General appropriation acts fixing the salary of the Administrative Justice of the Housing Court Department at the level of an associate justice of the Trial Court "notwithstanding the provisions of . . . [G. L. c. 211B] to the contrary," did not conflict with statutes establishing general salary levels for the "administrative justices." [201-202]
In an action by the Administrative justice of the Housing Court Department seeking a declaration that the failure of the Legislature to continue to appropriate funds for salaries and expenses of the administrative staff of the Housing Court Department violated judicial tenure provisions expressed in Part II, c. 3, art. 1, of the Massachusetts Constitution, as amended by art. 98 of the Amendments, no basis for relief was stated where the plaintiff's complaint made no assertion that he had followed the specific procedures prescribed by S.J.C. Rule 1:05 for exercising his inherent authority to bind the Commonwealth for his court's reasonable administrative expenses. [202-203]
General appropriation acts fixing the salary of the Administrative Justice of the Housing Court Department at the level of an associate justice of the Trial Court, and, thus, resulting in his being paid a salary below that of the administrative justices of the other departments of the Trial Court, did not violate judicial tenure provisions of Part II, c. 3, art. 1, of the Massachusetts Constitution as amended by art. 98 of the Amendments. [203-204]
General appropriation acts which failed to appropriate funds for continuing to pay the salaries and expenses of the administrative staff of the Housing Court Department, and which fixed the salary of the Administrative Justice of the Housing Court Department at the level of an associate justice of the Trial Court, did not violate the prohibition against bills of attainder in art. 25 of the Massachusetts Declaration of Rights. [204-205]
CIVIL ACTION commenced in the Supreme Judicial Court for the county of Suffolk on January 6, 1983.
The case was reported by Abrams, J.
James J. Cotter, III, for the plaintiff.
Daniel O. Mahoney, Special Assistant Attorney General, (Jeffrey Swope, Special Assistant Attorney General, with him) for the defendants.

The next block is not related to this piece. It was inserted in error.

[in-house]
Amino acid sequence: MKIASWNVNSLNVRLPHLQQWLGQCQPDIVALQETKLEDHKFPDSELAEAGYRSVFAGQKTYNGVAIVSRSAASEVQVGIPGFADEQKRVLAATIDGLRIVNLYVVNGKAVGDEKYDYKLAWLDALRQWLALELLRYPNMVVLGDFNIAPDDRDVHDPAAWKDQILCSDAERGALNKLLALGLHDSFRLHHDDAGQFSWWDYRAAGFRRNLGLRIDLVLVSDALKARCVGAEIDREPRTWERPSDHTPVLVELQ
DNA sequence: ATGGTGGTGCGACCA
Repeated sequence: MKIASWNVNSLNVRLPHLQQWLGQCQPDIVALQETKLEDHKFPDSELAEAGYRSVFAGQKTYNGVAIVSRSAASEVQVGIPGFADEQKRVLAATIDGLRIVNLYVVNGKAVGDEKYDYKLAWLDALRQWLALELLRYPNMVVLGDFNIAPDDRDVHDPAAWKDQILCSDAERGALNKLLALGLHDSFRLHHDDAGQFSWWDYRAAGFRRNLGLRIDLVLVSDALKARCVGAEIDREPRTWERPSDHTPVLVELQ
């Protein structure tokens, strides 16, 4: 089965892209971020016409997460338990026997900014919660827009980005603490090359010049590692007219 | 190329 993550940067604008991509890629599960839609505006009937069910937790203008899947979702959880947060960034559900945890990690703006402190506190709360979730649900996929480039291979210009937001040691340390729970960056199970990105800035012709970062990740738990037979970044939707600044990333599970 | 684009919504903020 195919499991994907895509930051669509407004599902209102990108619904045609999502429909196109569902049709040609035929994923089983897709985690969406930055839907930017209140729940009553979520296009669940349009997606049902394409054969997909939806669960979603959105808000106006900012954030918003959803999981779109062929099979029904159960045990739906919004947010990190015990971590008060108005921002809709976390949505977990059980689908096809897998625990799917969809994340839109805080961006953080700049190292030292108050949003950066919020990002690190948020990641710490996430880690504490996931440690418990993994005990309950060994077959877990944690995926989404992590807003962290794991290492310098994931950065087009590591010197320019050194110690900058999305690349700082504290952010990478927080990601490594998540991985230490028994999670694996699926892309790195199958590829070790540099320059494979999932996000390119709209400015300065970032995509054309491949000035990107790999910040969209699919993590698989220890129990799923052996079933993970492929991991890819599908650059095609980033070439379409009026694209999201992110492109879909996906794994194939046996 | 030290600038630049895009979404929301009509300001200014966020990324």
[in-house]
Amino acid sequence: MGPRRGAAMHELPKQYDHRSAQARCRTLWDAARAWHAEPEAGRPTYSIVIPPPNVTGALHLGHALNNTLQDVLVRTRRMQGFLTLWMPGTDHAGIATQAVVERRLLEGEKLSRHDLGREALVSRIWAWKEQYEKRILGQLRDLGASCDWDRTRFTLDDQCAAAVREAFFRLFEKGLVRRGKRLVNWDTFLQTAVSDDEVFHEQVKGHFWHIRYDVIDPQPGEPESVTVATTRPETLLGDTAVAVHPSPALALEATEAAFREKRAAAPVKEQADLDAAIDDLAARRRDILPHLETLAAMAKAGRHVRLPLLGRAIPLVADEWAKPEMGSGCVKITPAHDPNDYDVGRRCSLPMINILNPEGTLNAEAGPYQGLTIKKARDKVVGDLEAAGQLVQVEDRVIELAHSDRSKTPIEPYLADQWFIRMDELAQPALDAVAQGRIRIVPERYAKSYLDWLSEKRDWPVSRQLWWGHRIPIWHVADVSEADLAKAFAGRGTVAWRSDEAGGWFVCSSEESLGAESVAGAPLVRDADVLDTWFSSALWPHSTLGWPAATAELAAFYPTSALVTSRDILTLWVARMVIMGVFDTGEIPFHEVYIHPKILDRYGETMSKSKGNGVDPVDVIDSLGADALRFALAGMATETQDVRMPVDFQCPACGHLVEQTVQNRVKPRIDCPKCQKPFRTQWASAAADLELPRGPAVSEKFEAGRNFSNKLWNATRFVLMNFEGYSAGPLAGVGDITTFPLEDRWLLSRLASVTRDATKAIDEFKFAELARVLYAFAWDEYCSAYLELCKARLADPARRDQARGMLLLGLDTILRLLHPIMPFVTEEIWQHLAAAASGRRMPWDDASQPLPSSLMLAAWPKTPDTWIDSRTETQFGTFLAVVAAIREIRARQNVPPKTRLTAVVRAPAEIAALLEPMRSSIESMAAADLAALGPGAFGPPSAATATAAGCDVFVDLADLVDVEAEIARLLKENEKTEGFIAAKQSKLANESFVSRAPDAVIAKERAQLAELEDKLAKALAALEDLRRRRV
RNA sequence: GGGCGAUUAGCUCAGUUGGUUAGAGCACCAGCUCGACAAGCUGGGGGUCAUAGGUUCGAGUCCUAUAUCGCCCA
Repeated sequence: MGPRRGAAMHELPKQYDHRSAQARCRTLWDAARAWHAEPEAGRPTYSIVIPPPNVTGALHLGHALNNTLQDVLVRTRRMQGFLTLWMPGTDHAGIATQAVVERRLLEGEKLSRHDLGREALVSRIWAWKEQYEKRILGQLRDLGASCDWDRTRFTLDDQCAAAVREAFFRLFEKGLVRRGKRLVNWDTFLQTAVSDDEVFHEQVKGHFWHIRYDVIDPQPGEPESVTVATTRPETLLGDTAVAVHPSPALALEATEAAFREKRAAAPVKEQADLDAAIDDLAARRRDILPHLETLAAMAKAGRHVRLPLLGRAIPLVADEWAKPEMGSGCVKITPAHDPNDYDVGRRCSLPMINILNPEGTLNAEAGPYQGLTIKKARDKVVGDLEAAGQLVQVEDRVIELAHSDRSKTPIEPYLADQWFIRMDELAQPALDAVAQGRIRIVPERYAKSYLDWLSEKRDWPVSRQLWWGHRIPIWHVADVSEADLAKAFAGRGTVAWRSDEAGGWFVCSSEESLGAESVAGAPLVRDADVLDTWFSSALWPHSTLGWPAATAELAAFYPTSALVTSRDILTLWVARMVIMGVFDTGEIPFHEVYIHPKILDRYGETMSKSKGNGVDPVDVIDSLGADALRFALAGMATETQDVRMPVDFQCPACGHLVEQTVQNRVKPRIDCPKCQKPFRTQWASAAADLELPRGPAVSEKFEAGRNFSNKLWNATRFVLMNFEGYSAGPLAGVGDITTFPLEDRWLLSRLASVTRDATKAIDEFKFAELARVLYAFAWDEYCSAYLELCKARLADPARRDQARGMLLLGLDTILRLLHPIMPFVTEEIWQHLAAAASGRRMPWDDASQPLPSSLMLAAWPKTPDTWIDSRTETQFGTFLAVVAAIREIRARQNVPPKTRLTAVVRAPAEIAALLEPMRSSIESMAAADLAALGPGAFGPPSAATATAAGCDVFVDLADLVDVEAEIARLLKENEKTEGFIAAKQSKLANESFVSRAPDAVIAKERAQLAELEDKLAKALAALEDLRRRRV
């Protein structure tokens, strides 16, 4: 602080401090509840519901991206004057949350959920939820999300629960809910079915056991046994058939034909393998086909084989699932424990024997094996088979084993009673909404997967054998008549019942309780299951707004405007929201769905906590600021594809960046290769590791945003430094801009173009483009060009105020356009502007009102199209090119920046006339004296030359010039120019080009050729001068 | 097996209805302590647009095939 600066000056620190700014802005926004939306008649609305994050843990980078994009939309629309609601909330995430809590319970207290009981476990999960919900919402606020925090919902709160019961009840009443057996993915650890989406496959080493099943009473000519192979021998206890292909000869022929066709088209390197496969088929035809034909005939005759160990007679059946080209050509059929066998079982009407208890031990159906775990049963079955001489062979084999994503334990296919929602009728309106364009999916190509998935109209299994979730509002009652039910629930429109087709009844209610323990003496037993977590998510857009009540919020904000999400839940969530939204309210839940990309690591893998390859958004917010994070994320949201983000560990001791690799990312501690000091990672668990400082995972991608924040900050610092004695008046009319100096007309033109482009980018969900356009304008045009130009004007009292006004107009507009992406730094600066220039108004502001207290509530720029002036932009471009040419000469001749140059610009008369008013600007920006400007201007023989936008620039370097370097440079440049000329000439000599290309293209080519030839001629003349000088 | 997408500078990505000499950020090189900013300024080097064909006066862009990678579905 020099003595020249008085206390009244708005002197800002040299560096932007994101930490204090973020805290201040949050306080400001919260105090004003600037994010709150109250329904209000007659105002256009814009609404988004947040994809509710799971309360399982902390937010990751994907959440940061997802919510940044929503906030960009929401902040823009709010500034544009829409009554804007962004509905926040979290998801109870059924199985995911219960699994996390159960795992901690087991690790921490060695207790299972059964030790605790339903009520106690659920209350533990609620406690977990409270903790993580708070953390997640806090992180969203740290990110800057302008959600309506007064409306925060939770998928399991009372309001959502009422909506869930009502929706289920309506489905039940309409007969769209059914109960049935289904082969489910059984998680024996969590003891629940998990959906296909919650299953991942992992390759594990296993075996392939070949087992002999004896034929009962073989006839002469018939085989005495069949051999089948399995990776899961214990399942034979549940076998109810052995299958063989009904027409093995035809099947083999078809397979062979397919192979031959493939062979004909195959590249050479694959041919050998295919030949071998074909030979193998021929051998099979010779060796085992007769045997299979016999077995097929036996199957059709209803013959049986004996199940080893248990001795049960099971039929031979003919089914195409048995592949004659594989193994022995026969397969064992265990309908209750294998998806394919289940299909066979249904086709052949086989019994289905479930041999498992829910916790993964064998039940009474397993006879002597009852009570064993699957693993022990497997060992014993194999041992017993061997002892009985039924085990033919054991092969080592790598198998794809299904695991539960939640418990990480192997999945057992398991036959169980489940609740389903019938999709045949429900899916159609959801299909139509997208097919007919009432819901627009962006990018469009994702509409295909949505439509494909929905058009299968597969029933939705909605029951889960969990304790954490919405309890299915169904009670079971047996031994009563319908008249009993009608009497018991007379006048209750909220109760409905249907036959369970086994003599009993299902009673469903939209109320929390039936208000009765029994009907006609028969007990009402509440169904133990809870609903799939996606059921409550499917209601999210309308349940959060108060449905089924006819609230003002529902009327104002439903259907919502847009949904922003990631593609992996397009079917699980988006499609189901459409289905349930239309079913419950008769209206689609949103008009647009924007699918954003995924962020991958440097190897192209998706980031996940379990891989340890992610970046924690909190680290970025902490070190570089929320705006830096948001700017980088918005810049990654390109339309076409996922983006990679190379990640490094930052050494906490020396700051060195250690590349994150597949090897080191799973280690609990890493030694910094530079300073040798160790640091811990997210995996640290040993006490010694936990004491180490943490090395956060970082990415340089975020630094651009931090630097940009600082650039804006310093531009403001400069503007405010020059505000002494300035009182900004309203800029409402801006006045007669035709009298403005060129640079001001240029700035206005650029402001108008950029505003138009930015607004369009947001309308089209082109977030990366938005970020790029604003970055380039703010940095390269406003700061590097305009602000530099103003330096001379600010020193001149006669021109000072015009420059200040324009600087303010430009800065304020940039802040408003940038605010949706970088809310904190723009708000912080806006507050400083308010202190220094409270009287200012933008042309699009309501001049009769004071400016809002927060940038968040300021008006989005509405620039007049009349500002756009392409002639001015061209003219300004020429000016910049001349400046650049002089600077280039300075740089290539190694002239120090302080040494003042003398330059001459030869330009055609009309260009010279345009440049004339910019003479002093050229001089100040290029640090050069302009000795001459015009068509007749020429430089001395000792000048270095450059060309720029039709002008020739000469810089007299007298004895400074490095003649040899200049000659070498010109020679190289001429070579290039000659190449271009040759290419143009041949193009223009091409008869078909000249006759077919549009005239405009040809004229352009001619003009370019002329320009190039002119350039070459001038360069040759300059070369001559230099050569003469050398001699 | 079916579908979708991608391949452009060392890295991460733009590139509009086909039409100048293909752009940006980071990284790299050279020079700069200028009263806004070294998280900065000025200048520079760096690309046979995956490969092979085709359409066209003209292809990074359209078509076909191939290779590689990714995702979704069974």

HENNESSEY, C.J. The Administrative Justice of the Housing Court Department commenced this action by a complaint filed in the Supreme Judicial Court for Suffolk County seeking a declaration that legislation contained in the general appropriation act for fiscal 1982 (St. 1981, c. 351), which altered the terms, conditions, and nature of his commission as an administrative justice, was in violation of provisions of the Massachusetts Constitution and in conflict with other laws. The complaint, as subsequently amended, makes similar claims for relief concerning the general appropriation acts for fiscal 1983 and 1984, and alleges that the constitutional provisions violated by the legislation include those provisions prohibiting (a) the exercise by the legislative department of powers reserved to the judicial branch; (b) the demotion of an incumbent, commissioned administrative justice; and (c) the enactment of bills of attainder. The defendants answered the complaint, later answered the amended complaint, and filed a motion for judgment in their favor on the pleadings. A single justice of this court reserved and reported without decision the defendants' motion for judgment on the pleadings for determination by the full court. Because it is apparent that scrupulous effort was made by the plaintiff to state his maximum and most specific case in his complaint as amended, it is appropriate for us to declare the rights of the parties and, upon analysis, we conclude that the challenged legislation is valid.
The Housing Court Department of the Trial Court was created pursuant to the provisions of G. L. c. 211B, Section 1, inserted by St. 1978, c. 478, Section 110, as part of the Court Reorganization Act (Act). In accordance with St. 1978, c. 478,
Section 332, the plaintiff, as the incumbent, senior justice of the City of Boston Division and the Hampden County Division of the Housing Court Department, assumed the title of and exercised the powers, duties, and responsibilities of Administrative Justice of the Housing Court Department, as of July 1, 1978, the effective date of the Act.
The general appropriation acts for fiscal 1980 (St. 1979, c. 393), and fiscal 1981 (St. 1980, c. 329), included appropriations for "salaries and expenses of the administrative staff" of the Housing Court Department. During these fiscal years, the plaintiff, as the Administrative Justice of the Housing Court Department, received a salary equal to that of all other administrative justices of the Trial Court.
The Governor's budget request for fiscal 1982 included an appropriation for salaries and expenses of the administrative staff of the Housing Court Department. The Senate and the House included appropriations for the salaries and expenses of administrative staff of the Housing Court Department and made no differentiation between the administrative salary of the plaintiff and the other administrative justices of the Trial Court.
Subsequent to approval by the House and the Senate, the general appropriation act for fiscal 1982 was sent to a conference committee of the House and Senate. The general appropriation act approved by the conference committee, and subsequently enacted by the Legislature (St. 1981, c. 351), deleted all appropriations for salaries and expenses of the administrative staff of the Housing Court Department, and designated the salary of the plaintiff as that of an associate justice of the Trial Court. [Note 2]
The general appropriation acts for fiscal 1983 and 1984 included provisions similar to St. 1981, c. 351, with respect